Even though I have done the deeper work of embracing the superpowers that accompany being a MenPathic, there are times when it gets the best of me.

As a MenPathic possessing a healthy mix of both HSP and empathic traits, I've worked hard to understand and embrace my superpowers. I recognize that while there are some negative aspects of these traits, I am a far better person for having done the work.

Still, anxiety is once again, my constant companion.

My Anxiety Issues

For as long as I can remember, I've dealt with anxiety as a constant and bothersome companion. In my younger years, before anyone knew was aware that HSPs and empaths were a regular appearing subset of the population, the anxiety I experienced manifested as stomach upsets (for which I was hospitalized at age 10). In my 30s and 40s it expressed itself as panic attacks, and now in my 60s it reminds me of its presence with muscle tightness, especially my thighs, and systemic signs such as my brain feeling 'full' (kind of like eating a donut or some other source of bad carbs) and sometimes, complete physical exhaustion.

Such has been the case for about a year now. When I was living in Southern California, these physical symptoms appeared to be linked to my business travel as I'd experience anxiety on plane trips for business, often manifesting these same symptoms. However, it’s not a fear of flying, so there is something else at the root of it.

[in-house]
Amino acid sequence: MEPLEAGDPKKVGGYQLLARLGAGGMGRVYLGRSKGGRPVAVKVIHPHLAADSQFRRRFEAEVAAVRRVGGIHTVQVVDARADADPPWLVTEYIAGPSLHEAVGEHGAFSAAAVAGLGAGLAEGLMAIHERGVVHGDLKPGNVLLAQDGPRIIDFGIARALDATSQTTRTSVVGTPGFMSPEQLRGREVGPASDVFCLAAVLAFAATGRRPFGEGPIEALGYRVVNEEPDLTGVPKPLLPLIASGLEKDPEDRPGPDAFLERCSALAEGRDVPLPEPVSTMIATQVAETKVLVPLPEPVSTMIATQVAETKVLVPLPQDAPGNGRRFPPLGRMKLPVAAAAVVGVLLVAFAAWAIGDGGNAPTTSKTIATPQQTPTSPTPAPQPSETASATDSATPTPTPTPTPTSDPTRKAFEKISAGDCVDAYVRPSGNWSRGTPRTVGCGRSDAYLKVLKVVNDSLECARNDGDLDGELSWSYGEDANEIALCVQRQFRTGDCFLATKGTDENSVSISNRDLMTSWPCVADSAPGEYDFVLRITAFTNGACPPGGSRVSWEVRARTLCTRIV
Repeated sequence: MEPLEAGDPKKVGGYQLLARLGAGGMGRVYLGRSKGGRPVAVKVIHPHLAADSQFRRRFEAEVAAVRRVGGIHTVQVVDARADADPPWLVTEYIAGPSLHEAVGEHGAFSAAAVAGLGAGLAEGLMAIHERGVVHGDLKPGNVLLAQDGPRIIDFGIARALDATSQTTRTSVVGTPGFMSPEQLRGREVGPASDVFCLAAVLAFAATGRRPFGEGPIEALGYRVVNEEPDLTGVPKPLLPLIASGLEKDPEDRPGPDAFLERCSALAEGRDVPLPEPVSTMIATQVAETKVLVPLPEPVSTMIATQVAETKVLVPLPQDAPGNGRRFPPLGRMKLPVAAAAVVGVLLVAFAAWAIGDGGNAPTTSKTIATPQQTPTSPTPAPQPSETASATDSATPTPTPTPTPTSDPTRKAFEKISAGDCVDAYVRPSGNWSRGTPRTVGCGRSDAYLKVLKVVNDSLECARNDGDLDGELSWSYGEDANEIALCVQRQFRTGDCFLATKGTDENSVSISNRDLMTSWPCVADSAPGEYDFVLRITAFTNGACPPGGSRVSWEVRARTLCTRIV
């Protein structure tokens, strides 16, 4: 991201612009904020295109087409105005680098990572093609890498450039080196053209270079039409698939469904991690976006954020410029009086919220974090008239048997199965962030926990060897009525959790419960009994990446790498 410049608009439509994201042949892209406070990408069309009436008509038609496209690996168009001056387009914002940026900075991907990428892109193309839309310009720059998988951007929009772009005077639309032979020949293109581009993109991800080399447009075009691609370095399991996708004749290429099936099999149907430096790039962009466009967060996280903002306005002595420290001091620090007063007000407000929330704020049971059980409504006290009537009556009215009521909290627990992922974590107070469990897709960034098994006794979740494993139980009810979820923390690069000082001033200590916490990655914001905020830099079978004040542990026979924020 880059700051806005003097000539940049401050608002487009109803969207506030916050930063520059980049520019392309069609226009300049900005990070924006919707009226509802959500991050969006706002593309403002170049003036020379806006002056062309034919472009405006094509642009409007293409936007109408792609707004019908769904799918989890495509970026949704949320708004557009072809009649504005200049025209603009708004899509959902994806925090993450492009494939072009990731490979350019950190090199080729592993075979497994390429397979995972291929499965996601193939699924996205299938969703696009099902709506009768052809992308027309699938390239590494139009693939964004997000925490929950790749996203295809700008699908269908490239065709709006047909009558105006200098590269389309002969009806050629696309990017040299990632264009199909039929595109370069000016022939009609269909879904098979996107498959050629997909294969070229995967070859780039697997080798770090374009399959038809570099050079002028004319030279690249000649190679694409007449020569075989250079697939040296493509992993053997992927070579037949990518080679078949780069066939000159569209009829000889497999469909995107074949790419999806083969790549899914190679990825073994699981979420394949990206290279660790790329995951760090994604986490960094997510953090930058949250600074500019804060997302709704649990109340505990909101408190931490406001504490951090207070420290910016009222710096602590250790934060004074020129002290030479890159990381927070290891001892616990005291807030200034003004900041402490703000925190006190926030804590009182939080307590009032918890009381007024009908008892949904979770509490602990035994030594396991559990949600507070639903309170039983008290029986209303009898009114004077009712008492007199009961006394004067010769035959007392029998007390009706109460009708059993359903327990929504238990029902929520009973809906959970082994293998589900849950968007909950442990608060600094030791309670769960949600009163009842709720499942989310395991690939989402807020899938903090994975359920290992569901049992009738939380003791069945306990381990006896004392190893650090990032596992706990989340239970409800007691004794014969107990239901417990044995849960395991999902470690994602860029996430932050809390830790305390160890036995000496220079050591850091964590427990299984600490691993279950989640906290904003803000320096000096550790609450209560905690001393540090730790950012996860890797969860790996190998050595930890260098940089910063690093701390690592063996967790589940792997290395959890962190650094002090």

Now that I live in the San Francisco Bay Area again, have a new job that doesn’t require frequent travel, I ride the Caltrain commuter train to San Francisco three days a week, and I've been experiencing these symptoms regularly on the afternoon ride home.

What's strange is that it never happens in the morning on the same train. There is something about the ride home (more people on the train perhaps?) that triggers my spidey-senses and at times evolves into a full-blown anxiety attack.

What's 'normal' anyway?

A part of me asks the question, "Is this normal, and should I be concerned?" The other part of me, the realist, then answers with "What's normal, anyway?"

This has been my normal for as long as I can remember. Anxiety in the forms of stomach aches, panic attack's, mild dizziness on occasion, nervous tics (especially in my younger years), they have all been my companions for time to time. I've experienced months without overt physical symptoms, and I've experienced weeks on end with daily symptoms.

As you can imagine, it’s been tough to deal with.

So, What Will I Do?

Tomorrow I am seeing my new doctor via the HMO at which I am a member. I'm going to seek his advice on how best to go forward with this issue. I'm not opposed to taking meds if that might be indicated. It might be better than experiencing these symptoms daily.

I've also got some more general suggestions for myself, or you if you find yourself in a battle with anxiety. They aren't new suggestions, but for me, they will take on a new level of priority.

Suggestions for Moving Forward